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Bishop lends encouragement to carers and volunteers

Posted on 12 February 2013

The Bishop of Canterbury and Dover, the Rt Rev Trevor Willmott spent time with patients, carers and volunteers at Canterbury’s Pilgrims Hospice this week as part of a Deanery visit.

Bishop Trevor began by listening to the concerns and experiences of local people who currently attend the hospice support group ‘Caring with Confidence’, run for people caring for relatives with life-limiting illness.

He extolled the virtues of the work done at the hospice, saying: “The hospice is not a place of fear, it’s a place of support. If you know you’re not alone that lifts the weight of it all. One thing people discover about the hospice is how much life there is here, and how much laughter. Yes there are some very sad stories, but there is more to it than that.”

These sentiments were echoed by members of the group, who spoke of the comfort the hospice offers. Jackie Cross cares for her mother and regularly attends the Caring with Confidence group, which is free of charge and run in blocks of six week sessions.

“The love and support that emanates from the hospice is wonderful. By coming here I can off-load to the group, find out information and get reassurance,” she explained.

“Often coming here is my only break. The hospice does a fantastic job for carers, we’d be lost without that support.”

Hospice Chaplain Reverend Liz Chapman said “It is important that the hospice is seen as part of the wider community and visits like Bishop Trevor’s help us to break down some of the barriers and make our work a little more visible.”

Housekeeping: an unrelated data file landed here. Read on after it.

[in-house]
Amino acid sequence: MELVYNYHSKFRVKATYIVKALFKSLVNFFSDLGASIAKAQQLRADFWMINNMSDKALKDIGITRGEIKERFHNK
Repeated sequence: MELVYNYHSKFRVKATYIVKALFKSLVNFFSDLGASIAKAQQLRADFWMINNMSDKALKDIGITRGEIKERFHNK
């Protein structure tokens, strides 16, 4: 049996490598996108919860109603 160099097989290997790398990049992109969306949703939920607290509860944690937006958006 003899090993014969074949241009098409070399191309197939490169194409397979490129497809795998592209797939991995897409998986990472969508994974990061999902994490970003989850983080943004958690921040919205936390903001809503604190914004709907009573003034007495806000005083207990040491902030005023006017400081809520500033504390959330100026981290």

Bishop Trevor also spent time speaking to two of the Chaplaincy volunteers, who offer emotional and spiritual support to patients, families and carers where it’s needed.

Lisa Sanders and Elizabeth Turner have volunteered for almost a year now, after attending a lay chaplaincy training course offered through the local hospital. They both come to the hospice once a week to support patients and families.

“I find volunteering rewarding, it makes me feel good about myself if I can come and help others. Lots of people seem to feel happier once they’ve been here, they can talk about things that worry them that they may not be able to tell their close family.”

Some of the patients Lisa and Elizabeth work with have been in the hospice since they started volunteering: “You build nice friendships with them. It can be hard thinking they are ill but this is such a warm and caring place you come away knowing the patients are in the best possible hands.”


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